Posted in Reporting, News on 26 May 2017 By Kay Kayachith, Consultant
The Investment Association's Guide on Long-term Reporting - a quick read
The Investment Association (IA), the trade body that represents the UK’s £5.7 trillion asset management industry, has just published its new Long-Term Reporting Guidance. Following their call last year for companies to stop publishing quarterly reports and focus reporting instead on the strategic drivers of value creation, the guidance sets out members' expectations of how UK listed companies can report more effectively on the long-term drivers of productivity, capital management, human capital and culture in their business.
The guidance is applicable to premium listed companies, although other listed and AIM companies are also encouraged to apply it. It complements both the strategic report requirements contained in the Companies Act 2006 and the Financial Reporting Council (FRC)’s Guidance on the Strategic Report.
Their recommendations are as follows:
1) Business model reporting should:
- be positioned towards front of the strategic report
- explain the company’s competitive advantage
- explain how it underpins long-term strategy
- provide insight into the key inputs, processes and outputs of the company’s value chain
- show how the key assets are delivering in line with the long-term interests of shareholders
- incorporate risks that could impact the company’s long-term viability
2) Drivers of productivity reporting should:
- explain the process and criteria used to measure and monitor productivity on a regular basis
- provide a framework to explain quantitative disclosures on: 1) infrastructure, for example, capital expenditure on new equipment and machinery, 2) innovation, for example, spend on research and development, 3) skills, for example, spending on training and development, 4) culture, for example, results of employee engagement or management of human capital
3) Capital management reporting should:
- explain what the company regards as capital, what its capital position is and how it manages, allocates and reinvests its capital
- provide insight into the role of the board in setting the company’s capital management strategy
- include a table to disclose quantitative information such as working capital, investment capex, research and development, capital distribution, and investments in skills and training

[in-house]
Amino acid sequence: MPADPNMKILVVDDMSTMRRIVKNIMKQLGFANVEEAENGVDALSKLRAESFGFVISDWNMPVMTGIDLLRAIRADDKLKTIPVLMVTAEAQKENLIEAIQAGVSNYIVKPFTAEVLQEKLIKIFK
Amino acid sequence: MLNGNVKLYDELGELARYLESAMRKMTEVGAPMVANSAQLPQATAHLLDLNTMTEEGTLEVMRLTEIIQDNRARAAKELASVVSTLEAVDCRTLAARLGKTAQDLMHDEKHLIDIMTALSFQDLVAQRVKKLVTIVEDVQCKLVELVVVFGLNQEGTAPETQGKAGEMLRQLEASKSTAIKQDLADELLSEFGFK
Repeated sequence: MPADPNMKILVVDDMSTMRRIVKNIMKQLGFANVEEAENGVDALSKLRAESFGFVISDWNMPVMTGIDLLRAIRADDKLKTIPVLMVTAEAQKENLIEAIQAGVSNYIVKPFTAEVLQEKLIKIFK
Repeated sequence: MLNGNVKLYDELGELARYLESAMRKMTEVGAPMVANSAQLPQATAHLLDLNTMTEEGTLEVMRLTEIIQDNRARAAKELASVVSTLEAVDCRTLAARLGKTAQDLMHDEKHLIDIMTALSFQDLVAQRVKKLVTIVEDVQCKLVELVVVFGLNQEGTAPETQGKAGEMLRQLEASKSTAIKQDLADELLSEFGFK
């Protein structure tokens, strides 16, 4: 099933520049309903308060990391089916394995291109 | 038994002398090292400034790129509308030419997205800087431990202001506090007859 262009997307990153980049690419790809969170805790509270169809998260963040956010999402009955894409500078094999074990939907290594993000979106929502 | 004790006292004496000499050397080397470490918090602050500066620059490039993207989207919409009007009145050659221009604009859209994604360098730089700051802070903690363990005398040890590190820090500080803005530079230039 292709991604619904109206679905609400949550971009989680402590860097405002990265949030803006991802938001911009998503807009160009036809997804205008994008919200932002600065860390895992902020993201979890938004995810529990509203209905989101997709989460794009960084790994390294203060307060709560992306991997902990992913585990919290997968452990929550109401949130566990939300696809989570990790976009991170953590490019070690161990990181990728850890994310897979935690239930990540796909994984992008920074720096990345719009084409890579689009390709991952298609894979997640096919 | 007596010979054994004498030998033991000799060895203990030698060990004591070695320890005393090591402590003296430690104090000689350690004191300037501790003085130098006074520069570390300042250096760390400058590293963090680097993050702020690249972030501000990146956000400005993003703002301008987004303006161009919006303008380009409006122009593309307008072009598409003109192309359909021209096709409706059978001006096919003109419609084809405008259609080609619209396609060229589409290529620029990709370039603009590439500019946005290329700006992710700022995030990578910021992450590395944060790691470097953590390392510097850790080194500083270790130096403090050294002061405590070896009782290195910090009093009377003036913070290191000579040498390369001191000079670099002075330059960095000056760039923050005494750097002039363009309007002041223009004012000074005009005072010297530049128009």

- provide better insight into merger and acquisition decisions and how the company funds its M&A capital
4) Environmental and social risks reporting should:
- explain the role of the board in addressing environmental, social and governance (ESG) matters
- disclose any ESG risks that could impact the company’s short and long-term value
- describe the procedures the company uses for verification of ESG disclosures
- state whether and how ESG issues are considered when setting the remuneration of executive directors in the remuneration report
5) Human capital and corporate culture reporting should:
- disclose, if possible, total headcount, annual turnover, investment in training and employee engagement scores
- provide metrics that are segmented by market, geographic location and/or sector for enhanced transparency, if possible
- provide insight into how corporate culture is regularly assessed and reported
- explain how the company’s values, strategy and business model are aligned
Coming up with a solution on how companies can report beyond short-term financial measures of success won’t be easy. The guidance should encourage investors to adopt a longer-term approach. Companies in turn need to ensure they are reporting on these long-term drivers of success and clearly articulating how these help them to create value for their stakeholders.
Our team at Emperor can help you implement the IA’s recommendations, improve the quality of information you report and evolve your reporting in line with regulatory and industry guidance as well as current best practice.
…. I’d make it shorter' sounds all too familiar.
The Investor Relations Society's 30th conference, Access, Board, Careers: An ABC of IR provided valuable insight to those in the IR profession, or those liaising with IROs, such as analysts and fund managers.
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